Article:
Technology and advertising giants are exploring consumer use of cell phones as scanners for special bar codes that enable access to information on everything from movie trailers to airline tickets. Meanwhile, businesses are using cell phones and BlackBerrys for complex tasks such as accessing and updating patient medical records, closing sales, and dispatching service representatives. The clear implication for records managers is that cell phones and related devices will become new points of records creation and use.
The New York Times reported that cell phones may soon provide a link between the physical and digital world. This “physical hyperlink” is possible because camera-equipped cell phones with the right software can scan a new generation of bar codes. These resemble a black and white matrix like a crossword puzzle and contain a website address locator that links the cell phone to an Internet site. Once connected, content such as videos, music, or text displays on the cell phone’s screen.
In Japan, where cell phone companies loaded code readers on all new phones a few years ago, hospitals now place the codes on prescriptions so pharmacies can scan the information and avoid errors. Passengers on All Nippon Airways domestic flights can buy tickets via the Web using their cell phones. But instead of showing paper tickets, boarding passengers simply wave their cell phones over a scanner. Motorists can even scan codes on billboards to learn more about advertised products.
In Britain, readers of The Sun newspaper can scan the code in a sports article and see a related video on their cell phones. Academic publisher Prentice Hall has included the codes in a textbook so undergraduates can get updates on case studies.
Forrester Research estimates that about 28 million U.S. households with cell phones have models with cameras. But few people have downloaded the software to read the codes. U.S. Wireless companies Verizon, AT&T, and Sprint declined to say whether they are collaborating with code reading technology firms. The carriers may also be investigating image recognition software that would allow cell phones to recognize actual objects and deliver messages related to them.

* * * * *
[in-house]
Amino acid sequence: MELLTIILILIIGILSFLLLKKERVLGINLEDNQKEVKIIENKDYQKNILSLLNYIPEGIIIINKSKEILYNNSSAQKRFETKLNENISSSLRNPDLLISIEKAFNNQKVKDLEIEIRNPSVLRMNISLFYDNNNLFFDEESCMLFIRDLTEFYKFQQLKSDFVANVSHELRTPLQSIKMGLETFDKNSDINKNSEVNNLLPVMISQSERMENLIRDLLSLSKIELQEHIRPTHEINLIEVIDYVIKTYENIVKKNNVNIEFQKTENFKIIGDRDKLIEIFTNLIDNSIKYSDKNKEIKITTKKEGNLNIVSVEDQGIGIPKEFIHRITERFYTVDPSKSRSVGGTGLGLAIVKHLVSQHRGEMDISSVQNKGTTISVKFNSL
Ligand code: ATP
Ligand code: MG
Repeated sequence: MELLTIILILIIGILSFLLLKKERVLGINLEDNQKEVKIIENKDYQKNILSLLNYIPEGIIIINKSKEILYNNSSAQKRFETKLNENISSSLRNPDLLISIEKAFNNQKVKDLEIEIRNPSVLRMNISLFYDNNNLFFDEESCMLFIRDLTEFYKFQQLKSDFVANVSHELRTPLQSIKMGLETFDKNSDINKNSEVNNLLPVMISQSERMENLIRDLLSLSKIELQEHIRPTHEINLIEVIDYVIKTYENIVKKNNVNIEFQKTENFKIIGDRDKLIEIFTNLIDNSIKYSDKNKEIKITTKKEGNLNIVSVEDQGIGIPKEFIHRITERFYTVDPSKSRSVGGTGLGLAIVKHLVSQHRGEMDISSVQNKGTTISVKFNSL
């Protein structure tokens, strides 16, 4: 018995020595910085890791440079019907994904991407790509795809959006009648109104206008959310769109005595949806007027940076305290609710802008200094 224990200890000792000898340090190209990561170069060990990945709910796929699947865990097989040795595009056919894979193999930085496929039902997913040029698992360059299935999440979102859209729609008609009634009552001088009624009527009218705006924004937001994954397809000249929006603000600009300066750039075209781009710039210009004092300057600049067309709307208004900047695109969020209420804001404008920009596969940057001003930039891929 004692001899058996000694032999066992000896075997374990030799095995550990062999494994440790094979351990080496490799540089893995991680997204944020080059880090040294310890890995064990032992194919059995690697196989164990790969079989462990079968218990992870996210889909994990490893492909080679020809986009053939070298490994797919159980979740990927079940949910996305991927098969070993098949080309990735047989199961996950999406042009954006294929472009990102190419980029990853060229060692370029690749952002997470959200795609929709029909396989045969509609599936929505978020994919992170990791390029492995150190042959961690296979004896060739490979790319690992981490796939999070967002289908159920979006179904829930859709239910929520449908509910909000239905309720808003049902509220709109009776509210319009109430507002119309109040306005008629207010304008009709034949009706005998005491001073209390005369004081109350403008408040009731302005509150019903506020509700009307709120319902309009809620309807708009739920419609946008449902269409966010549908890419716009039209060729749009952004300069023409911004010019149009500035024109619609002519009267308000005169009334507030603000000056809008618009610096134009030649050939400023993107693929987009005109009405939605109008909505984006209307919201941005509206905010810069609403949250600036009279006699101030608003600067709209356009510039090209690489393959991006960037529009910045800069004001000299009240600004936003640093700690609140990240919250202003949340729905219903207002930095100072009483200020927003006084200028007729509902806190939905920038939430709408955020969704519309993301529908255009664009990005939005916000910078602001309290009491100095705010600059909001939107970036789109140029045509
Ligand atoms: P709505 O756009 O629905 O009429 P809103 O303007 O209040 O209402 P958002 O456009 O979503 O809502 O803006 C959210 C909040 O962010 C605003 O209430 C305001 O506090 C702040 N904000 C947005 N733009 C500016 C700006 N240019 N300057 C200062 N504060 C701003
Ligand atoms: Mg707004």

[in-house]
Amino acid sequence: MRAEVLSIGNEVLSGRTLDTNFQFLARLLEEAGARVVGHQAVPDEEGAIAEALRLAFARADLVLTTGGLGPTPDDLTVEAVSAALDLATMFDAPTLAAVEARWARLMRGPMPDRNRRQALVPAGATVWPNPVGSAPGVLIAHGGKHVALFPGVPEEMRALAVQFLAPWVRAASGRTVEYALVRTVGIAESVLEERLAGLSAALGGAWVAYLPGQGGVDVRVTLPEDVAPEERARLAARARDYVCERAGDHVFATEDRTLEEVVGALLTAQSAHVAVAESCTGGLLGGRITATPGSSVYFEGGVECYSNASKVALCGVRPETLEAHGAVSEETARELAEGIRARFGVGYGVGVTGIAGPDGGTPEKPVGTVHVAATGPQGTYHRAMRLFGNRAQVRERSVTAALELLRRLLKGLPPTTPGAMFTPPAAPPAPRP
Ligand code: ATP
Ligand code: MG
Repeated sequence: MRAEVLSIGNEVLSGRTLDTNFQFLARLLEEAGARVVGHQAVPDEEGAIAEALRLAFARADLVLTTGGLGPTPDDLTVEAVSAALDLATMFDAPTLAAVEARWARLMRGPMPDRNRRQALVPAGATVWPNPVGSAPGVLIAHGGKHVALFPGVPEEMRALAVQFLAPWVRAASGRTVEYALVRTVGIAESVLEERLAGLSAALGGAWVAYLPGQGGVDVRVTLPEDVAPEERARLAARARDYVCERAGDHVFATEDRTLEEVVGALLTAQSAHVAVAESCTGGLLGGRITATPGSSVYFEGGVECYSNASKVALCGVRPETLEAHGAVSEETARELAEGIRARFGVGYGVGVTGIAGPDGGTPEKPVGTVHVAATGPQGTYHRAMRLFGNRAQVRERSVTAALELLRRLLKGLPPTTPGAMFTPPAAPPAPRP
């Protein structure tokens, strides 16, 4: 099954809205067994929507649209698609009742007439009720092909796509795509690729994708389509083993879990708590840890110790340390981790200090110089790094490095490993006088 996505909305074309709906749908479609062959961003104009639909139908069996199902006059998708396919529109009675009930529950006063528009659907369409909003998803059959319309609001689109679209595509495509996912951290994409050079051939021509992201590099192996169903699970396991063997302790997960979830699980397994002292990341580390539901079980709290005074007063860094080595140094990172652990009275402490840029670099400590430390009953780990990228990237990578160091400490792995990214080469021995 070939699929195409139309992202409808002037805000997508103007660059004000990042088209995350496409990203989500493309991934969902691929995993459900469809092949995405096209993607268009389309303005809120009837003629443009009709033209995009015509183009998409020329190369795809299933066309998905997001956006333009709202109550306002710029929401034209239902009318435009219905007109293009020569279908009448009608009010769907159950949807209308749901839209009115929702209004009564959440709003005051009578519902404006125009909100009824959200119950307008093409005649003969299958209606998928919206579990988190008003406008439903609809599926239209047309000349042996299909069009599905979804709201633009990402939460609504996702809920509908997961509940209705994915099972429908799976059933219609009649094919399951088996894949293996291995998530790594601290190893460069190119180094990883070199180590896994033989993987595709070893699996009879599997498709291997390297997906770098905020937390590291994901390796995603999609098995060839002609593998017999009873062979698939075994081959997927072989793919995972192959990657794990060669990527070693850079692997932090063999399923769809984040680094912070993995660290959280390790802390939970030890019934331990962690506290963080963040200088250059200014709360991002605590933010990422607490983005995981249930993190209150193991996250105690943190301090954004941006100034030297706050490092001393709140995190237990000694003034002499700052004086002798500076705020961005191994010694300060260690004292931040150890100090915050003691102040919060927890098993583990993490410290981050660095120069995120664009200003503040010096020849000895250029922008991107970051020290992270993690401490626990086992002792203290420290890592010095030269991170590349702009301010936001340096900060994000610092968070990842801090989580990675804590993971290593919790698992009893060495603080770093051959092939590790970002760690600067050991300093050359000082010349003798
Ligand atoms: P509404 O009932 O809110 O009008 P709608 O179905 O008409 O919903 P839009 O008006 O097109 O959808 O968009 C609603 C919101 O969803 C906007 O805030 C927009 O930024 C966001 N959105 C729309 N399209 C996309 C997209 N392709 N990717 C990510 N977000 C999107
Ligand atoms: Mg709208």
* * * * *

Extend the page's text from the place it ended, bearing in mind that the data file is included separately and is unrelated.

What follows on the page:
Meanwhile, businesses have recognized that even mid-priced mobile devices such as BlackBerrys now have as much processing power and storage as PCs did a few years ago. As cellular networks get faster making it easier to connect mobile devices to the Web, customized applications are making inroads into information access, capture, and use.
Best Buy’s Geek Squad personnel now access updated schedules and log their hours using cell phones. The phones can also run diagnostics for customers’ network connections and may soon deliver turn-by-turn driving instructions.
Sales Reps at ING Investment Management use their BlackBerrys to look up records of previous sales calls. Representatives can also close sales with institutional investors and transmit the information to a central database using the handheld device.
Healthcare is a growing source of demand for mobile applications. Doctors can access and update patient medical records using BlackBerrys, then send prescriptions directly to a pharmacy. Among the biggest users is the U.S. military, where medical personnel use mobile devices to access patient records in Iraq and Afghanistan. Using the Battlefield Medical Information System Tactical, more than one million electronic health records for military personnel are available. After treating soldiers, doctors update information by transmitting it to a central database. Upon transmission, the chip in each doctor’s device is updated with new information that has been filed on other soldiers.
According to IDC, the market for mobile enterprise applications is expected to triple to $3.5 billion by 2010.
Source: International Information Management Newswire